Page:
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  1. J R Benger
  1. Emergency Department, Bristol Royal Infirmary, Marlborough Street, Bristol BS2 8HW, UK; JB{at}

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    Stephenson and colleagues have written a clear and well referenced article, taking the view that urban prehospital thrombolysis is unlikely to be either clinically or cost effective.1 Some of their arguments in support of this assertion, such as the idea that urban prehospital times are very short or that complications are a significant concern, I have already addressed. We both agree that one of the main problems in this field is a lack of research, and until adequately powered studies of paramedic administered urban prehospital thrombolysis are published we must rely upon educated guesswork and extrapolation. Such studies will also allow us to address the issue of cost effectiveness. I have already emphasised the potential benefits of investment in prehospital, rather than inhospital, interventions, and while there is some evidence of cost effectiveness for the prehospital ECG,2 this has yet to be investigated for prehospital thrombolysis.

    There are two aspects of the article by Stephenson et al that I feel particularly compelled to respond to. The first concerns the relation between clinical benefit and the “pain to needle” time. As Stephenson and colleagues acknowledge, there is disagreement as to whether this relation is linear or exponential,3 but if exponential then the arguments for urban prehospital thrombolysis are considerably strengthened. In fact, there is good evidence that thrombolysis within about 90 minutes of infarction can have a dramatic, and disproportionate, effect on outcome.4,5 There are many clinical examples of the principle that early reversal of tissue ischaemia, before irrevocable damage occurs, can be followed by excellent recovery. Indeed, nobody suggests that the relation between skeletal muscle death and surgical tourniquet time is linear: why then should it be so for the heart? Our efforts therefore need to be directed towards the attainment of very short pain to needle times, and these will only be achieved by intervention in the prehospital phase of care.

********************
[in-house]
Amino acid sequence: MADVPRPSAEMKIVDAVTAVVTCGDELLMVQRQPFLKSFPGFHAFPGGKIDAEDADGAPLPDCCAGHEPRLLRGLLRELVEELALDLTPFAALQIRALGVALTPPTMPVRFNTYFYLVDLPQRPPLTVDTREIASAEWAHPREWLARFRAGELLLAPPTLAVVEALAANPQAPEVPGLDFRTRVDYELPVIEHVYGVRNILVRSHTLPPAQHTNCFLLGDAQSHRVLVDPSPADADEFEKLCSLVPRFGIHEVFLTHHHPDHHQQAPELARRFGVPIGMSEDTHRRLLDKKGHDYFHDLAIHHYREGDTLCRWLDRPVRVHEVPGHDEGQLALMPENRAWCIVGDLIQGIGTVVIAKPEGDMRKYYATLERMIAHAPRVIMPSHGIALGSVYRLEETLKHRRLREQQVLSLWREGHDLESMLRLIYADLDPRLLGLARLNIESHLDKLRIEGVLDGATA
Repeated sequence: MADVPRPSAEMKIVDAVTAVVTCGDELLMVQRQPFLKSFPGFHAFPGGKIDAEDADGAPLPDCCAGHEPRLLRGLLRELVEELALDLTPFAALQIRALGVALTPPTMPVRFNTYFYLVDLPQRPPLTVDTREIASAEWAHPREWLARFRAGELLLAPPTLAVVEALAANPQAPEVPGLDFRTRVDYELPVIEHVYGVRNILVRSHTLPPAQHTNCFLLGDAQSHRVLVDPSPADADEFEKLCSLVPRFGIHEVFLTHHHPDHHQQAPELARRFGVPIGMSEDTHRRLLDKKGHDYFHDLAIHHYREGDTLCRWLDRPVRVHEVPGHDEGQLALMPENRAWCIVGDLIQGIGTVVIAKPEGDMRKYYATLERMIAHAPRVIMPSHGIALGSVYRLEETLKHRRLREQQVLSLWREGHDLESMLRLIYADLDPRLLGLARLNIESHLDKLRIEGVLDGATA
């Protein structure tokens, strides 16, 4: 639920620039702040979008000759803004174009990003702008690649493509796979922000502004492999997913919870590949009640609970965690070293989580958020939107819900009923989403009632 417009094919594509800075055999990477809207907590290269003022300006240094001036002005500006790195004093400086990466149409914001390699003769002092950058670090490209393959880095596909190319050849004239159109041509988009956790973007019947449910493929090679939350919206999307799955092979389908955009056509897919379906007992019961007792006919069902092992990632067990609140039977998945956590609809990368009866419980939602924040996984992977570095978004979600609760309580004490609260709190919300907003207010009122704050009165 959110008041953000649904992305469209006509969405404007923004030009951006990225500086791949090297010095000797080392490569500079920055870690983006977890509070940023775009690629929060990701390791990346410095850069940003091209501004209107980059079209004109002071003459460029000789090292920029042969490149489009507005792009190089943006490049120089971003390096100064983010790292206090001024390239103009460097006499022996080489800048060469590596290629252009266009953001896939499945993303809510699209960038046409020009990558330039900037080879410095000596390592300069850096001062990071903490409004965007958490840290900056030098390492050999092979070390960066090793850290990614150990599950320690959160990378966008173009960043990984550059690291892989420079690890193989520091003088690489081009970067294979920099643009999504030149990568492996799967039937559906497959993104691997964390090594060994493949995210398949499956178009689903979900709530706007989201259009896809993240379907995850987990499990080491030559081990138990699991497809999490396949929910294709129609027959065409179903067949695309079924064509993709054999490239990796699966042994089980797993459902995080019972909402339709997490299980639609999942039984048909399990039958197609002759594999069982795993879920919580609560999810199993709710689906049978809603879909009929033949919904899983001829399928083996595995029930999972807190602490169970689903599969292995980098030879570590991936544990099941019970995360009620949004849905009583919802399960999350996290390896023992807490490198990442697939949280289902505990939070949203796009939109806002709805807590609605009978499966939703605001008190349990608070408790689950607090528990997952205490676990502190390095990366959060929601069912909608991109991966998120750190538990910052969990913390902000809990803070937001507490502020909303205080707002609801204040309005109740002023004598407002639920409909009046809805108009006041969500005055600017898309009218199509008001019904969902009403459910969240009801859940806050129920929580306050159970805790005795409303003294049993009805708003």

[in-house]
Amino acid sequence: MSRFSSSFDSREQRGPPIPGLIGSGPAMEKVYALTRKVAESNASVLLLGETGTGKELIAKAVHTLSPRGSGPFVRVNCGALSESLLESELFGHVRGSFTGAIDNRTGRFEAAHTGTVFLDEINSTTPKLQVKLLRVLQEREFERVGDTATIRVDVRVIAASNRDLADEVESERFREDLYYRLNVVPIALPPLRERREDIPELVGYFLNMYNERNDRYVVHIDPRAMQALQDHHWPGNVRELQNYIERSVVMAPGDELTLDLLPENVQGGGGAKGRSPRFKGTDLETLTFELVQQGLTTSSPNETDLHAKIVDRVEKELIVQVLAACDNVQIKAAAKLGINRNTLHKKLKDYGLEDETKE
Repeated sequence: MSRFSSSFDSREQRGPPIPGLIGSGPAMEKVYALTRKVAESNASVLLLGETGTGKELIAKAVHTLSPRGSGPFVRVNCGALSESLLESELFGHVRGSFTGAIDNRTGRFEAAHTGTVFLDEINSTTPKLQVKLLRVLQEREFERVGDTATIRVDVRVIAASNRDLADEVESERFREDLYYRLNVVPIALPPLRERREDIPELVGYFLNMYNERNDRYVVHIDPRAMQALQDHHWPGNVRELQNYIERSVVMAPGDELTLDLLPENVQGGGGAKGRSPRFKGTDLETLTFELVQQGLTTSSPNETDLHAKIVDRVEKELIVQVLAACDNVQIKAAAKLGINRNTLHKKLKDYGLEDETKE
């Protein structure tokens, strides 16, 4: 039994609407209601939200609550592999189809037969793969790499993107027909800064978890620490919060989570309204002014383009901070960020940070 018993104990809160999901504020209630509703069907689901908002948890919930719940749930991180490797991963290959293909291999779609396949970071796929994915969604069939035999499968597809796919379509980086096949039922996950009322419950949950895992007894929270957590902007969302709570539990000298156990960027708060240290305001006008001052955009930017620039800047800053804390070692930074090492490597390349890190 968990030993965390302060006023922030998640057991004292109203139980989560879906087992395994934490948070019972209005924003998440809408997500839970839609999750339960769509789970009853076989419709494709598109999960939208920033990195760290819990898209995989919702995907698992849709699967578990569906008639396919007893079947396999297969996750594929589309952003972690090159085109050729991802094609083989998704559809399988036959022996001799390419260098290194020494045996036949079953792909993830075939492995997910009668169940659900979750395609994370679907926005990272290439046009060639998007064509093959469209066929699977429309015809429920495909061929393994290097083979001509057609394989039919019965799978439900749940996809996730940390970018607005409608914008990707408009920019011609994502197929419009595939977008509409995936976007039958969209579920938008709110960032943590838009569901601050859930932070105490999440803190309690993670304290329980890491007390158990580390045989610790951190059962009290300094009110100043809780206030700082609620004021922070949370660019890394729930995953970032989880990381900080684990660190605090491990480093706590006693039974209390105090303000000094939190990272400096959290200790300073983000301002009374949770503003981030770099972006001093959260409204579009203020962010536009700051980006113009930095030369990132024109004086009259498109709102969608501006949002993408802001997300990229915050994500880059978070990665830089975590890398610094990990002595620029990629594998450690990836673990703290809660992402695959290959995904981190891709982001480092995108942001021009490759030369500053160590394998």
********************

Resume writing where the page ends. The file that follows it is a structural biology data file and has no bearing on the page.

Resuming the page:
Secondly, Stephenson and colleagues state that the most likely model for prehospital thrombolysis in the UK is administration by paramedics without online support. I disagree. As outlined in my article, most paramedics do not yet feel ready to administer prehospital thrombolysis without support, and in regions where this new technique is currently being adopted transmission of the ECG to hospital for physician authorisation and guidance is the norm. While this may change in years to come, remote physician support is a common, and relatively well researched, model at present.

    Stephenson et al rightly draw attention to the importance of addressing the delay between symptom onset and calling for help, and invoke the exponential model of thrombolysis benefit to support this. However, the other measures that they propose, which are designed to reduce the inhospital “door to needle time”, are all inferior to effective prehospital thrombolysis.

    Regardless of medical opinion, there is now a clear government commitment to introduce prehospital thrombolysis throughout the UK.6 I hope that this also provides an opportunity for properly conducted research and evaluation, to govern policy and more fully inform this interesting and important debate.